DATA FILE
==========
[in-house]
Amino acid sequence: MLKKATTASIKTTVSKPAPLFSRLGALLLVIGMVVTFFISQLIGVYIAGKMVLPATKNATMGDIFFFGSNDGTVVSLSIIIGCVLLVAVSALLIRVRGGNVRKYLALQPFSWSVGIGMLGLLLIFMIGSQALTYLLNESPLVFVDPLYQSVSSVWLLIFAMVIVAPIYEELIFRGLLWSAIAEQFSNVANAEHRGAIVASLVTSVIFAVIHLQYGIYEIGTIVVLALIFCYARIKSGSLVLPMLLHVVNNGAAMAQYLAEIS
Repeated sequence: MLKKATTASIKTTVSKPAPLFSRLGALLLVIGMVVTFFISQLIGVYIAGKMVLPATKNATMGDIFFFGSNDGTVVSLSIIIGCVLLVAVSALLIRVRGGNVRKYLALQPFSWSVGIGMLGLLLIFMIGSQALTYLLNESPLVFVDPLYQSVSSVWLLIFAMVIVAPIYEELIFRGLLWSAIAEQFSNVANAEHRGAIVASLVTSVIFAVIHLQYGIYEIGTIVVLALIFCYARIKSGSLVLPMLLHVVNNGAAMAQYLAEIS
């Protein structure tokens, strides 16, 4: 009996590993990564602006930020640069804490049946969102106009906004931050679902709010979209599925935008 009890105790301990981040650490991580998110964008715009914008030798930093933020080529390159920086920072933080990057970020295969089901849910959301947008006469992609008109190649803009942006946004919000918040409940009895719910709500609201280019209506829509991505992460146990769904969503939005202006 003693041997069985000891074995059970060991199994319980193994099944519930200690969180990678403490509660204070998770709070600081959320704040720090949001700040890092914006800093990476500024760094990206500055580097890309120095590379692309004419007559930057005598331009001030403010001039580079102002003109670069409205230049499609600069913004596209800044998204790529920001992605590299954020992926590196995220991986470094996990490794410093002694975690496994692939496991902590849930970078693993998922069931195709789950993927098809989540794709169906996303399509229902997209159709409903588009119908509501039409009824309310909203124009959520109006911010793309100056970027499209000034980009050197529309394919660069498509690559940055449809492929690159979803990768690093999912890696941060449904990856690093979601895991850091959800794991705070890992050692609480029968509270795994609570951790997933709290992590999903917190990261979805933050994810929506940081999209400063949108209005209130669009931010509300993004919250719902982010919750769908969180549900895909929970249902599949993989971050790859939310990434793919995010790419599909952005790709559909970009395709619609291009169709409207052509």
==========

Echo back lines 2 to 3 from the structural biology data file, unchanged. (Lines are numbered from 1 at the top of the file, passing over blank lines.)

Amino acid sequence: MLKKATTASIKTTVSKPAPLFSRLGALLLVIGMVVTFFISQLIGVYIAGKMVLPATKNATMGDIFFFGSNDGTVVSLSIIIGCVLLVAVSALLIRVRGGNVRKYLALQPFSWSVGIGMLGLLLIFMIGSQALTYLLNESPLVFVDPLYQSVSSVWLLIFAMVIVAPIYEELIFRGLLWSAIAEQFSNVANAEHRGAIVASLVTSVIFAVIHLQYGIYEIGTIVVLALIFCYARIKSGSLVLPMLLHVVNNGAAMAQYLAEIS
Repeated sequence: MLKKATTASIKTTVSKPAPLFSRLGALLLVIGMVVTFFISQLIGVYIAGKMVLPATKNATMGDIFFFGSNDGTVVSLSIIIGCVLLVAVSALLIRVRGGNVRKYLALQPFSWSVGIGMLGLLLIFMIGSQALTYLLNESPLVFVDPLYQSVSSVWLLIFAMVIVAPIYEELIFRGLLWSAIAEQFSNVANAEHRGAIVASLVTSVIFAVIHLQYGIYEIGTIVVLALIFCYARIKSGSLVLPMLLHVVNNGAAMAQYLAEIS